Selection of Business Entity
One of the most important questions one should consider when forming a new business is the choice of entity question. Not only will your choice of entity affect the structure, operation and tax liability of your business, perhaps more importantly, your choice of entity dicates the extent to which your personal assets are protected.
There are six basic entities commonly used to structure a new business.
The oldest business entity is the sole proprietorship. If you own your business as an individual and have not filed any documents with the Secretary of State, you are operating as a sole proprietorship. As with every business structure, the sole proprietorship comes with its own set of pros and cons. The strengths of a sole proprietorship are flexibility, pass through tax liability, simplicity, low cost of formation and elegance of management. The weakness of a sole proprietorship, however, is significant. If you own a sole proprietorship, your personal assets remain unprotected and can be attached should anyone secure a judgment against your company. It should be noted, however, that if you are a new business, many institutions with whom you do business will require you to personally guarantee any debt incurred by your company even if you are an LLC or corporation. As such, status as a sole proprietorship generally only creates more personal exposure of your personal assets than an LLC or corporation with clients, customers and those vendors not requiring a personal guarantee. There are clauses that can be utilized in your client and customer service agreements to minimize this exposure. Thus, if you prefer to operate your company as a sole proprietorship, at least in the beginning, you should seek legal advice regarding the terms of your client or customer service agreements.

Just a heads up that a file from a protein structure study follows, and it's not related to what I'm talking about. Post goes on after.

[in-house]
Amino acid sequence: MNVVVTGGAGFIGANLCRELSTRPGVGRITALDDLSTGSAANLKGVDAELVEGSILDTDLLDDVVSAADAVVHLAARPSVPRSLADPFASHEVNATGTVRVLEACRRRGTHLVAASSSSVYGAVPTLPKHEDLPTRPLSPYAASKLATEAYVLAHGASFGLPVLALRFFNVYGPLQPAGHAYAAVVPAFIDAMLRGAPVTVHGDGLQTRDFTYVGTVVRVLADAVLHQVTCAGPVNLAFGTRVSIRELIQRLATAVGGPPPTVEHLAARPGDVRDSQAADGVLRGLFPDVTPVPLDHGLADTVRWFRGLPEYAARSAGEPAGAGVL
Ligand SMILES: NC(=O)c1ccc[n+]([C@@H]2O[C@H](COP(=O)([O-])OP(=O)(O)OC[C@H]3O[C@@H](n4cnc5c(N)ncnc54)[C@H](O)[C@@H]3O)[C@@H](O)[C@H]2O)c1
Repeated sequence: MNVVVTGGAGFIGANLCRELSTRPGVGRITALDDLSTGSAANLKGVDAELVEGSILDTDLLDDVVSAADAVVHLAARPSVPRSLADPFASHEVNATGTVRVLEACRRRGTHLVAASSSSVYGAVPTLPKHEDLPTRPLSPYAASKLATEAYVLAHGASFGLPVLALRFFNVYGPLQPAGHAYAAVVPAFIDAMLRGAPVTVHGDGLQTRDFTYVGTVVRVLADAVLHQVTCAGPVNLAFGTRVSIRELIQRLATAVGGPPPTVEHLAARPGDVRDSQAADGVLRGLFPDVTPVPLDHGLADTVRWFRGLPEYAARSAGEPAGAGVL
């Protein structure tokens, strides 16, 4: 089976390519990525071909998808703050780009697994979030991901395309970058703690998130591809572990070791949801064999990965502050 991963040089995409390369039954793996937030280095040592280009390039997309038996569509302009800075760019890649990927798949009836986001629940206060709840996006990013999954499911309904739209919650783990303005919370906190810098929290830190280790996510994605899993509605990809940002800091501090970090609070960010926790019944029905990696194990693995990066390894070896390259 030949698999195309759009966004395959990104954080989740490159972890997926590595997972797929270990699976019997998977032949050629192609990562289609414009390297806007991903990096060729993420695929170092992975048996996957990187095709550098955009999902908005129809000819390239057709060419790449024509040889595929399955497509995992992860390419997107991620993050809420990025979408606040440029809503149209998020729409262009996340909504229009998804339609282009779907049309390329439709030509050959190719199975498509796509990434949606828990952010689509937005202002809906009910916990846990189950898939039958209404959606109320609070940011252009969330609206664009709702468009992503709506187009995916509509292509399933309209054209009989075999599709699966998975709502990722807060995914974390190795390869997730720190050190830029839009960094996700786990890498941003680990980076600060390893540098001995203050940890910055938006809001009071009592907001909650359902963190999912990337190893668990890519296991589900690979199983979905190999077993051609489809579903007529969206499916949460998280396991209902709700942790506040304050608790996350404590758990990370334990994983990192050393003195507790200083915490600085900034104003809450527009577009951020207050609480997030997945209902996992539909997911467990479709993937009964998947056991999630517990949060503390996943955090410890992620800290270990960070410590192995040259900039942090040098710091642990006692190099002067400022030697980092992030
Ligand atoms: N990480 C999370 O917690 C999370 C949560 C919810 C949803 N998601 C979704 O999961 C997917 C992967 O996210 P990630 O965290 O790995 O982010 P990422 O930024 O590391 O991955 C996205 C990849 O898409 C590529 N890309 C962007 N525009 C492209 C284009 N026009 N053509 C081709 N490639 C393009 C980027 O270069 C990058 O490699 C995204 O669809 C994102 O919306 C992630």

Similarly, if you operate your business with another individual or other individuals but have not entered into a written agreement or filed documents with the Secretatry of State, you are a general partnership. In the absence of an agreement between partners, a California partnership is governed by the Revised Uniform Partnership Act. In a general partnership, all of the partners remain personally liable for the debts and obligations of the partnership. Thus, like the sole proprietorship, the general partnership offers no protection of the personal assets of the partners. Also like the sole proprietorship, a general partnership also offers pass-through tax liability, low cost of formation and flexibility. If you are a partner in a general partnership, you are strongly advised to, at the minimum, enter into a partnership agreement with your other partner(s). I cannot tell you how many cases I have litigated that involved a partnership gone bad, many of which could have been avoided if the partners had actually sat down and put on paper the terms of their agreement. In many cases, this simple act can reveal that the partners were not actually on the same page regarding some material terms, giving them an opportunity to work it out before the company becomes profitable and there was a pot of money to fight over.
Third, we have the limited partnership. In a limited partnership, the limited partners are liable for the obligations of the company only to the extent of their investment in the same. The limited partners generally passive investors who do not have an active role in the management of the company's affairs. The general partners remain liable for the debts and obligations of the company.